By: Susan Finco, President, Leonard & Finco Public Relations
In the past few months, a number of our clients have received “requests for information” from members of the public. Without divulging any confidential information, I can tell you these clients aren’t government entities that are used to handling such requests, which are often made under the Freedom of Information Act (FOIA). In each case, the clients reached out to us to get our take on it. Our “take” can be summed up in one phrase, “be cautious.”
If a request for information is made of your company, and it’s not the type of request you’d normally receive, you need to find out a little bit more before you agree to provide any details. Mainstream journalists will always identify themselves when they request information or interviews. However, community and student activists, as well as citizen journalists, may not be as forthcoming. That’s where you can get into trouble because you don’t know where the information will show up and whether or not it will be edited to suit someone’s particular “slant” on an issue.
Someone requesting information about your policies, procedures or even a recent news story about your firm should be willing to identify themselves. A friendly and calm discussion with them, whether by phone or email, can quickly give you a sense of why they want the information. Don’t promise that you will send everything they ask for; simply let them know you will consider their request and get back to them. After that contact, conduct a general background search on the individual doing the asking as well as whether or not there have been recent online or social media discussions about this topic. Then you can decide whether responding will be helpful or if it will, in some way, compromise your organization or put you in a difficult public position.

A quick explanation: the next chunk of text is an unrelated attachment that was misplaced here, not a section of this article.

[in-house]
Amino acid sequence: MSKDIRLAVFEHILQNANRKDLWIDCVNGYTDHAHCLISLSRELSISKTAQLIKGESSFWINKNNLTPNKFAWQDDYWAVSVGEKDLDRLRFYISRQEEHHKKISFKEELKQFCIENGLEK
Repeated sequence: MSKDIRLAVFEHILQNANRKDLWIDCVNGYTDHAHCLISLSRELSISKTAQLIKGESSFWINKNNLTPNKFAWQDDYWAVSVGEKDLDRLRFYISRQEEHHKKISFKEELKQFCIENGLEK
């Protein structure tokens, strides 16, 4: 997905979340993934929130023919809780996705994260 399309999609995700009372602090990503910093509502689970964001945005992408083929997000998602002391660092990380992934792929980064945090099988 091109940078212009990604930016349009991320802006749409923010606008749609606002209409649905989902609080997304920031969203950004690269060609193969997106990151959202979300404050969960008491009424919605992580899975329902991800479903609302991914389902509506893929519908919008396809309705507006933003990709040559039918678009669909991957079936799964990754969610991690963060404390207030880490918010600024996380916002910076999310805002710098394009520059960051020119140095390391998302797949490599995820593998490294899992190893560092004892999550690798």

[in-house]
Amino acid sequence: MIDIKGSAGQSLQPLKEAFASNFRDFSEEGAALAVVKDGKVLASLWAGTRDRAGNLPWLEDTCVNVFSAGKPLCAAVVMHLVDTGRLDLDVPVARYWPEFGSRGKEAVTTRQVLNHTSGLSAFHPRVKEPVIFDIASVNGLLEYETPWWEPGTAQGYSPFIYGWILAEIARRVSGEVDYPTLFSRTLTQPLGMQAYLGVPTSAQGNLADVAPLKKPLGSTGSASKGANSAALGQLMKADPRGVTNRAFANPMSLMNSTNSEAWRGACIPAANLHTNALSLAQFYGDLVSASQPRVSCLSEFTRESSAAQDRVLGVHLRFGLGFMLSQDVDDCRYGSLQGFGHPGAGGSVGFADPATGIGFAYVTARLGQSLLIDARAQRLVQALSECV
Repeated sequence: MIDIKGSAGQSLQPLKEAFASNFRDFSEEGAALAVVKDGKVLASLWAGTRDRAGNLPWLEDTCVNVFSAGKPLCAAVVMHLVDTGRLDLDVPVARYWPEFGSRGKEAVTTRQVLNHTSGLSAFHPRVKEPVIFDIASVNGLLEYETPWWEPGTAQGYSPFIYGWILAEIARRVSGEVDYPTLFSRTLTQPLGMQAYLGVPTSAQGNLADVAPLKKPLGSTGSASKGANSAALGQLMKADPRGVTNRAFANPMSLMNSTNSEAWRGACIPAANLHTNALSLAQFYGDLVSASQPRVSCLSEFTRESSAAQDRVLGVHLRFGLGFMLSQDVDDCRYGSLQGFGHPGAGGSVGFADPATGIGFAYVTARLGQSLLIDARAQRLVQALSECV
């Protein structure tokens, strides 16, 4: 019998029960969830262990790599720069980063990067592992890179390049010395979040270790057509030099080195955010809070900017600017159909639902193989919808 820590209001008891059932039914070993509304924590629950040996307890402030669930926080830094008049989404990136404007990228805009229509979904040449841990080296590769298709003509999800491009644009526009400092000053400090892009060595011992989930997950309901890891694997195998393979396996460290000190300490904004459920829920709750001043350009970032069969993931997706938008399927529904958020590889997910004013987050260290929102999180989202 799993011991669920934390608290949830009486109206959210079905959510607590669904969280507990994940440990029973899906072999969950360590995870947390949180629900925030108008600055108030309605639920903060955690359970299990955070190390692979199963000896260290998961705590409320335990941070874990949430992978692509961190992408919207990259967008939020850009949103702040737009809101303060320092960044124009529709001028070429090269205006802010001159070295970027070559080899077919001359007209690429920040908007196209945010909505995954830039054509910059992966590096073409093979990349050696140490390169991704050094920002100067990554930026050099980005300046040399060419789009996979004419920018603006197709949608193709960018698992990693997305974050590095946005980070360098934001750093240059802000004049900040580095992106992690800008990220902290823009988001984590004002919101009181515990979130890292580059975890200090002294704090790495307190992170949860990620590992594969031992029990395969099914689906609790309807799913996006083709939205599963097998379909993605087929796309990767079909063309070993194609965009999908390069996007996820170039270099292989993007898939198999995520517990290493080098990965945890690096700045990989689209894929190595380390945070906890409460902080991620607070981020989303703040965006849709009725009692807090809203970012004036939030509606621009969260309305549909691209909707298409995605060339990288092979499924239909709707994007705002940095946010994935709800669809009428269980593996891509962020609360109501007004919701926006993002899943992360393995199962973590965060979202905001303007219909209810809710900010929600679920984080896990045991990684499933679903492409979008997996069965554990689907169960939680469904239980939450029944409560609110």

As you respond, do so briefly and truthfully. It also helps if you can direct them to website links (yours or industry groups) as part of your response. Just don’t get engaged in an on-going discussion where you might have a tendency to answer questions off the top of your head. In today’s world, a crisis can ignite in a matter of seconds or with a single email, so be cautious.